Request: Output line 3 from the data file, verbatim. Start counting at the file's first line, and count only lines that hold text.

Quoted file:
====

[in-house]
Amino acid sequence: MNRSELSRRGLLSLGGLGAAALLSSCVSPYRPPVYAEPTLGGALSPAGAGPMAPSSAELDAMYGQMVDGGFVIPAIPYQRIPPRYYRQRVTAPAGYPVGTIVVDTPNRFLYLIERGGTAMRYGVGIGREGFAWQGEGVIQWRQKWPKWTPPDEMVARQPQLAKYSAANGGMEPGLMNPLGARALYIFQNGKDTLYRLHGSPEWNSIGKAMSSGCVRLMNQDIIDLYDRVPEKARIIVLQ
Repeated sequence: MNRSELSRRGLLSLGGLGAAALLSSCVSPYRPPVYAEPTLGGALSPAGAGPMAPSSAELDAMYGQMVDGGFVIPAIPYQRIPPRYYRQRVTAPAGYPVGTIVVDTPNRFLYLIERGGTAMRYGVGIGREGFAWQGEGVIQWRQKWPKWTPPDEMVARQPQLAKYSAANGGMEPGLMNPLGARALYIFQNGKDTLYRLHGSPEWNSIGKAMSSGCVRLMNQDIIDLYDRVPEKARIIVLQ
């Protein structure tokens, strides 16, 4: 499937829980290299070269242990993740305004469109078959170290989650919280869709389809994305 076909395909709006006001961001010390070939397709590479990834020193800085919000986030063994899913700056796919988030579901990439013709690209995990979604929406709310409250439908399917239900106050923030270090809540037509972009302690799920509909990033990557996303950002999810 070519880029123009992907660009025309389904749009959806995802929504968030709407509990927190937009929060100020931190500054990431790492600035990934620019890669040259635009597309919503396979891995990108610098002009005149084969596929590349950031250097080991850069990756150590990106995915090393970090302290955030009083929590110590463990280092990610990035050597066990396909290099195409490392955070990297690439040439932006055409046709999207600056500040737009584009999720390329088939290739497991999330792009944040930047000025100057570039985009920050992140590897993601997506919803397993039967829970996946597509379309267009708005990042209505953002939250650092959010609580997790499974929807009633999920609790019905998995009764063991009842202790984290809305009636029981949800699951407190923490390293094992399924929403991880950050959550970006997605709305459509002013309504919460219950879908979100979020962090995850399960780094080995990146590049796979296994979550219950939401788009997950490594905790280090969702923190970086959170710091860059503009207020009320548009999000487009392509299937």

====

Repeated sequence: MNRSELSRRGLLSLGGLGAAALLSSCVSPYRPPVYAEPTLGGALSPAGAGPMAPSSAELDAMYGQMVDGGFVIPAIPYQRIPPRYYRQRVTAPAGYPVGTIVVDTPNRFLYLIERGGTAMRYGVGIGREGFAWQGEGVIQWRQKWPKWTPPDEMVARQPQLAKYSAANGGMEPGLMNPLGARALYIFQNGKDTLYRLHGSPEWNSIGKAMSSGCVRLMNQDIIDLYDRVPEKARIIVLQ